Impact Award, Fall 2019
Jessica Barnett isn’t your typical college student. She’s a first-generation, non-traditional transfer student who returned to school after raising four children. Her path hasn’t always been easy but she’s proud of her journey and accomplishments at Arizona State University.
When she started classes at Chandler-Gilbert Community College, Barnett thought mathematics was the field for her. Though the moment she put down her calculator to focus more on coding, software engineering became her next choice. After transferring into ASU’s Ira A. Fulton Schools of Engineering, she found her true passion and graphic information technology stole her heart.
“Graphic information technology brings the best of engineering and creativity together and encourages using empathy when solving problems,” says Barnett, who is graduating with a master’s degree in an accelerated 4+1 program offered through The Polytechnic School. “I can make a difference with the things I’ve learned.”
In her time at ASU, Barnett has been a student employee, an undergraduate teaching assistant and president of AIGA Poly, a student chapter of the American Institute of Graphic Arts. She also completed training to be a University Innovation Fellow.
Barnett’s hard work and determination have not gone unnoticed. She received a scholarship to attend the Grace Hopper Celebration of Women in Computing in 2016. She also won — and was the only nominee for — the Outstanding Web Design Student award at the Graphic Information Technology Awards ceremony in fall 2018. In spring 2019, she was named an Outstanding Graduate by the Fulton Schools.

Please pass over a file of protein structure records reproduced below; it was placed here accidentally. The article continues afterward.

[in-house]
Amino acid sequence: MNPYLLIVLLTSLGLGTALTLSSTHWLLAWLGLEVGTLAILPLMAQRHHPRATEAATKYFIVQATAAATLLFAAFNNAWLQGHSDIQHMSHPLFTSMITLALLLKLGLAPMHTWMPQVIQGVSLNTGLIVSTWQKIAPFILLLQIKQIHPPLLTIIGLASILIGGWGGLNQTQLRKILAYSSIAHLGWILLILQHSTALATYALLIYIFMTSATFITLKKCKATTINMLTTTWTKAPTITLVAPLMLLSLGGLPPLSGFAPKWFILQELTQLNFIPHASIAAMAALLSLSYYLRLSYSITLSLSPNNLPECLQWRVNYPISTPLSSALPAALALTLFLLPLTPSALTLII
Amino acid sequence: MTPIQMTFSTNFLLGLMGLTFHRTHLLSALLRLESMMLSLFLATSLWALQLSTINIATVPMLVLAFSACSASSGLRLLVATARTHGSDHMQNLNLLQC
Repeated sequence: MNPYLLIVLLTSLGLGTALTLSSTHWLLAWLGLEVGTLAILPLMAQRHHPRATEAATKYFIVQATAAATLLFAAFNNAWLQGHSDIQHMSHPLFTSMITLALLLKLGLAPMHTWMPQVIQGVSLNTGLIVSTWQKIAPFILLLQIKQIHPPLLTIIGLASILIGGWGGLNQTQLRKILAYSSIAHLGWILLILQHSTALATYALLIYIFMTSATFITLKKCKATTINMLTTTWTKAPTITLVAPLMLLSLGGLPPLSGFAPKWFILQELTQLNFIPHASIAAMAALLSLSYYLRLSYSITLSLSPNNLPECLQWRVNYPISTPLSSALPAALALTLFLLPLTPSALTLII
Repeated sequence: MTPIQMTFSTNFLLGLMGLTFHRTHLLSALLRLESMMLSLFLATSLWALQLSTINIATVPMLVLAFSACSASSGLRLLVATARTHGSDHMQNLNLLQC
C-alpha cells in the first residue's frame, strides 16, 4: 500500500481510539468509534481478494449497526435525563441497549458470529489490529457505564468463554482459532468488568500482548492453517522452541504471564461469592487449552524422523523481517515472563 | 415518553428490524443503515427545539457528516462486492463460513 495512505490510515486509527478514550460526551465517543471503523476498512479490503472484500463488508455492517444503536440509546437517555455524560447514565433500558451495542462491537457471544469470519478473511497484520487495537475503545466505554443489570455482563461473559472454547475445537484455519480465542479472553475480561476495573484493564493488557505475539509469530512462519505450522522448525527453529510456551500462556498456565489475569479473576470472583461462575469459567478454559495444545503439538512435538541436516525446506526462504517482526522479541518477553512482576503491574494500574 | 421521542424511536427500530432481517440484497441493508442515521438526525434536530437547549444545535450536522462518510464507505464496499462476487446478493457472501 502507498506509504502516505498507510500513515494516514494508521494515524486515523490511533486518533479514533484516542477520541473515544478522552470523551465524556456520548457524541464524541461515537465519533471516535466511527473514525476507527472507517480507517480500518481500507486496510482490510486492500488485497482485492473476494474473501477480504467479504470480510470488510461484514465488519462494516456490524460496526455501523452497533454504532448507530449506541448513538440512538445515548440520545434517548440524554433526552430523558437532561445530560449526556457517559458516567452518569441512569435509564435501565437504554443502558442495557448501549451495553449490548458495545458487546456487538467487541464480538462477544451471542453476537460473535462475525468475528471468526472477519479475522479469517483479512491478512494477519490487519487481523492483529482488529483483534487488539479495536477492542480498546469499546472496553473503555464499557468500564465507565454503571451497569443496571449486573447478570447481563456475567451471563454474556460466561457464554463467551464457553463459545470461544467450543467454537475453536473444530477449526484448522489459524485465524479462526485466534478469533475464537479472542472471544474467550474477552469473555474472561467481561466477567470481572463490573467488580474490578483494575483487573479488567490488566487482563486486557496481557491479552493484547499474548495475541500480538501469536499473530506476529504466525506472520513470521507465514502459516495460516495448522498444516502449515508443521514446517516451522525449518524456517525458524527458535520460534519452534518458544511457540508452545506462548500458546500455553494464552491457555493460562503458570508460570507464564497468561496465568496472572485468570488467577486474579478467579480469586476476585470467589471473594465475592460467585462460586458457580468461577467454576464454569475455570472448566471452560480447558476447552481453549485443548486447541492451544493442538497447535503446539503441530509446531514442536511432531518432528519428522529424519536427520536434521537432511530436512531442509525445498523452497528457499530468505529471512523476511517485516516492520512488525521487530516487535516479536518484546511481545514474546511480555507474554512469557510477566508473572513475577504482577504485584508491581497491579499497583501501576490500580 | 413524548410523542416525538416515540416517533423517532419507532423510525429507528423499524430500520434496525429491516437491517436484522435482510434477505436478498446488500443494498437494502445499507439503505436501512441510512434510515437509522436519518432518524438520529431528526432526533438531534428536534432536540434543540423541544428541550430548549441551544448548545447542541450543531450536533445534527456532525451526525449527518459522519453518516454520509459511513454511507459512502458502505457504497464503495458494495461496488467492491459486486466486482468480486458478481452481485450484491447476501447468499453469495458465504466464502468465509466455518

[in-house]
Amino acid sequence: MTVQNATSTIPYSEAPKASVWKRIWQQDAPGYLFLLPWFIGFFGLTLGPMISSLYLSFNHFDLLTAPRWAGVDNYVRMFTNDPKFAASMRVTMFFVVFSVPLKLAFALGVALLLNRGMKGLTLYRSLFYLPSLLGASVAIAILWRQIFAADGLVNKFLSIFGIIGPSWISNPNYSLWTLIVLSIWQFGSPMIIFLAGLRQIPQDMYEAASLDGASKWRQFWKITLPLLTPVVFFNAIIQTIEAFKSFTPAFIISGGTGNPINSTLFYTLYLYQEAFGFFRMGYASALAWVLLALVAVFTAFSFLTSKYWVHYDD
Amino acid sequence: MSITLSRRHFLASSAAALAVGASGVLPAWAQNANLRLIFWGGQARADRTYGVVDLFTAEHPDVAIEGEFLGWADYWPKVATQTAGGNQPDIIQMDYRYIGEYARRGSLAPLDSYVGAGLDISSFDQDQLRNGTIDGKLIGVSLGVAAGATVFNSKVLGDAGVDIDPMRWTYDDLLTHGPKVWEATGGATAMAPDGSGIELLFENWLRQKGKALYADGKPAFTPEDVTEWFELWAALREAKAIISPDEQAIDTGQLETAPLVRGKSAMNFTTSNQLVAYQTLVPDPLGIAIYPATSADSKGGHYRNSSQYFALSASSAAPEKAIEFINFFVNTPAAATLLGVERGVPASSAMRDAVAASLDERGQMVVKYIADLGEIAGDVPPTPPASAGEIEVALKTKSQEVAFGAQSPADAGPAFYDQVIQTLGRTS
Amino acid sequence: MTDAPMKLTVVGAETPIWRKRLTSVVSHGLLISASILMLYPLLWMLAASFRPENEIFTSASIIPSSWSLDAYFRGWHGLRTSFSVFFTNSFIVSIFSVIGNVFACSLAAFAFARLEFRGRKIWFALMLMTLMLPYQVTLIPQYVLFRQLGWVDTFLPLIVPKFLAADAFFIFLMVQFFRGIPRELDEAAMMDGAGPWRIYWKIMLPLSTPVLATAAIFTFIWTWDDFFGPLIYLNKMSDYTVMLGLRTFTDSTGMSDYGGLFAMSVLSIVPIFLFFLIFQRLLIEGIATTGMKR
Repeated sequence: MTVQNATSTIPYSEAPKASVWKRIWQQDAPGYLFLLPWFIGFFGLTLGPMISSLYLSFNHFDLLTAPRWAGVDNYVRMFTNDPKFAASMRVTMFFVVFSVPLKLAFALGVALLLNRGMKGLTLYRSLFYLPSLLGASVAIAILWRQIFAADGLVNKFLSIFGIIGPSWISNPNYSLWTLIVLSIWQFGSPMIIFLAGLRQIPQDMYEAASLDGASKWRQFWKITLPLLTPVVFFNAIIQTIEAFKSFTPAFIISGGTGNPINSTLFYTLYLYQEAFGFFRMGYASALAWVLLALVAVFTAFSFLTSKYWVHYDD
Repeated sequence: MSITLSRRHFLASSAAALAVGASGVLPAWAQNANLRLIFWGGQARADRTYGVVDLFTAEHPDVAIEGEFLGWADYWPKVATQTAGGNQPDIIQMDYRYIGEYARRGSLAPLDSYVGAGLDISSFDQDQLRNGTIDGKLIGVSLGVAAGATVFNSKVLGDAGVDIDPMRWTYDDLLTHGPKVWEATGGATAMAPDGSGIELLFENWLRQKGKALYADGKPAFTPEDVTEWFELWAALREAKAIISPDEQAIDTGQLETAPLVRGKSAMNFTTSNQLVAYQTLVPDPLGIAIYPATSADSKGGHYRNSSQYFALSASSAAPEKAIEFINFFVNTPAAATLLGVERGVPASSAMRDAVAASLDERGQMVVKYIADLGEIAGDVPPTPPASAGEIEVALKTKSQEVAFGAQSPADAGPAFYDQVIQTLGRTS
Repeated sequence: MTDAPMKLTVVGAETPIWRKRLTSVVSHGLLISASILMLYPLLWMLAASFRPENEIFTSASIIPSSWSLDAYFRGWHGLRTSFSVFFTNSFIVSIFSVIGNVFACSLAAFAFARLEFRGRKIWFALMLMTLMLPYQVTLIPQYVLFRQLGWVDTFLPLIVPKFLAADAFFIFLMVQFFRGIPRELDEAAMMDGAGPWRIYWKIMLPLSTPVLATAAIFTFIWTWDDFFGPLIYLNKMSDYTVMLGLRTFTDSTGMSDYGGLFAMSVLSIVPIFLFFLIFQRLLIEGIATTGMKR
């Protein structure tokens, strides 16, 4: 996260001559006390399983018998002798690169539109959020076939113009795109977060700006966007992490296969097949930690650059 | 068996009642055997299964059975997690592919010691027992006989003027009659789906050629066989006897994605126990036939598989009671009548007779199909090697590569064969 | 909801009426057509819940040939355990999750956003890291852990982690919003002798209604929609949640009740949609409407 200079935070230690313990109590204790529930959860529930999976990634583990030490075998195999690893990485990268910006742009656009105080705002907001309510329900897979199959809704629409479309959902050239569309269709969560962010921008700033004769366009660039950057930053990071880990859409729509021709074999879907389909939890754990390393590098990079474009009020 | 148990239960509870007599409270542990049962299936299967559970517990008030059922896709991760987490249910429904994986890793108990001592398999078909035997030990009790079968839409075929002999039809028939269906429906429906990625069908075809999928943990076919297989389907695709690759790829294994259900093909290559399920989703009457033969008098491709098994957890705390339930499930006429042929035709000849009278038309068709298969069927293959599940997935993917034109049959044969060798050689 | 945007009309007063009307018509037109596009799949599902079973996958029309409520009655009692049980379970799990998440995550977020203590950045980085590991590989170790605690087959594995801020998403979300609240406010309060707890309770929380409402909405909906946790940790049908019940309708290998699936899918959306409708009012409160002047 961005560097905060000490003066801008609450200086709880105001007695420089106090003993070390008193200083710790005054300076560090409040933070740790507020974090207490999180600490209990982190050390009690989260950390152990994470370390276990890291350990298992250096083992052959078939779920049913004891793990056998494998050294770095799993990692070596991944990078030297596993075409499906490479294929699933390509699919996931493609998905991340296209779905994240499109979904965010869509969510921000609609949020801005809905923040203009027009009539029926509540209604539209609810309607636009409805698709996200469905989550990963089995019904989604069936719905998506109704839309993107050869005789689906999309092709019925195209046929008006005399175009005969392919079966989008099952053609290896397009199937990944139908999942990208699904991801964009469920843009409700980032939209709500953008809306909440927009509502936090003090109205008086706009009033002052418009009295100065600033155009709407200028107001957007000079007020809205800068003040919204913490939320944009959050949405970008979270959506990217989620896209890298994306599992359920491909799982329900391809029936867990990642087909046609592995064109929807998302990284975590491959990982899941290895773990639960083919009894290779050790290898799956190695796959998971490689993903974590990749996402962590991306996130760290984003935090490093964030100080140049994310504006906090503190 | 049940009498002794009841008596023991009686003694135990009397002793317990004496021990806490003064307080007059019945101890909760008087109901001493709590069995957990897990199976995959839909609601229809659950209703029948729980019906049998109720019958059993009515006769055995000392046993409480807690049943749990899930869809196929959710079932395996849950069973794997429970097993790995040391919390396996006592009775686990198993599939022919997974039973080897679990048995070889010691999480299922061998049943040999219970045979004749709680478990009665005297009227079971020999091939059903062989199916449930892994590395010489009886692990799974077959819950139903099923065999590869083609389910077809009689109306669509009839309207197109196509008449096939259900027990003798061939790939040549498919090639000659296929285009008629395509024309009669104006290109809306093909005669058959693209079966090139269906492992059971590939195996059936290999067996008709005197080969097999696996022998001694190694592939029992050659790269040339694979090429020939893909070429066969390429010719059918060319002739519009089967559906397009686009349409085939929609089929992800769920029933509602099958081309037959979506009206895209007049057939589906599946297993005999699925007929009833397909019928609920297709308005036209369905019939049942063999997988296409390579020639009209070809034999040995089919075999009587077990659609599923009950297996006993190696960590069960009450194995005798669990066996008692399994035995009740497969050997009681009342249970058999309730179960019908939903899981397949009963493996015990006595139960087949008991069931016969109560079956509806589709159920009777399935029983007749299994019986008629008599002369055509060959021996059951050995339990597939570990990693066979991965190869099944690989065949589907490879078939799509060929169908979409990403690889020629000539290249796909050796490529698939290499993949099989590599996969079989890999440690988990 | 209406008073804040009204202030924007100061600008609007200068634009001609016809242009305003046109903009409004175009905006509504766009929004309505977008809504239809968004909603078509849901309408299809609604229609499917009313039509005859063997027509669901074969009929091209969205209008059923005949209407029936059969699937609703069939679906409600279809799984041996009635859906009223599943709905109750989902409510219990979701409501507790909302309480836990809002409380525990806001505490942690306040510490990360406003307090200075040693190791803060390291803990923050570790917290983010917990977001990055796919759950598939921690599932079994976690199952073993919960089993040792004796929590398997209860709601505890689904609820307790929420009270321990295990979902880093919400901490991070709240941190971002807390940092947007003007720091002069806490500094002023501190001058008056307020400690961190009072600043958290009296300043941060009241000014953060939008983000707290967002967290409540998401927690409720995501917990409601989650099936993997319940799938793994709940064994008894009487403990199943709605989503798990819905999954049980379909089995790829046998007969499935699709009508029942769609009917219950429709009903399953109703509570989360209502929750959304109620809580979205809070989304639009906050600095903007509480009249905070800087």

“I look back over the last few years and see how far I’ve come and it amazes me,” says Barnett. “Having the hard work I put into my degree pay off like that wasn’t something that I expected and I am so grateful for those memories.”
Barnett credits her success to the supportive and encouraging lecturers in the graphic information technology program, including Christina Carrasquilla, Deborah Prewitt and Susan Squire. Squire had the most impact on Barnett as she convinced her to pursue graphic information technology.
“Susan Squire is the program chair and she is very focused on the ways that she can help students to succeed in school and in industry,” says Barnett. “She is constantly finding new tools and techniques for her classes and has answered a ridiculous number of questions for me personally.”
Barnett currently works for Barrett, the Honors College at ASU and wants to teach one day, aspiring to bring more women into engineering.
“Engineers are makers,” says Barnett. “We build things people use every day. In my field, I have the power to create things that make a person’s life easier. To build sites that everyone can use, and that they can enjoy using, is very rewarding.”